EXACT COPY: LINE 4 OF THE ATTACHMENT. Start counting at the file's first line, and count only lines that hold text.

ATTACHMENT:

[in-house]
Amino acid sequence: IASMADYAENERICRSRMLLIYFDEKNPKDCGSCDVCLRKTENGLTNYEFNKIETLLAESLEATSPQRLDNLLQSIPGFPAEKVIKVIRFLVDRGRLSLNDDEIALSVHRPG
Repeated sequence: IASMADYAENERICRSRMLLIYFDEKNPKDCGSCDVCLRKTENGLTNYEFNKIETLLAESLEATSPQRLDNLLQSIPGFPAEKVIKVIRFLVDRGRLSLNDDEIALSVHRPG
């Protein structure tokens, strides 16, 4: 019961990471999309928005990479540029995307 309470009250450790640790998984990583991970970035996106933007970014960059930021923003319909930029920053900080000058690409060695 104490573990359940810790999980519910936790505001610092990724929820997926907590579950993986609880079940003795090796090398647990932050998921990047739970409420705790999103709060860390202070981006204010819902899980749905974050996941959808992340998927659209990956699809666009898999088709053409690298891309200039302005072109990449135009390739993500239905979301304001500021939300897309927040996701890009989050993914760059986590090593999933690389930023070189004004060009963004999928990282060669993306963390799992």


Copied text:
């Protein structure tokens, strides 16, 4: 019961990471999309928005990479540029995307 309470009250450790640790998984990583991970970035996106933007970014960059930021923003319909930029920053900080000058690409060695 104490573990359940810790999980519910936790505001610092990724929820997926907590579950993986609880079940003795090796090398647990932050998921990047739970409420705790999103709060860390202070981006204010819902899980749905974050996941959808992340998927659209990956699809666009898999088709053409690298891309200039302005072109990449135009390739993500239905979301304001500021939300897309927040996701890009989050993914760059986590090593999933690389930023070189004004060009963004999928990282060669993306963390799992």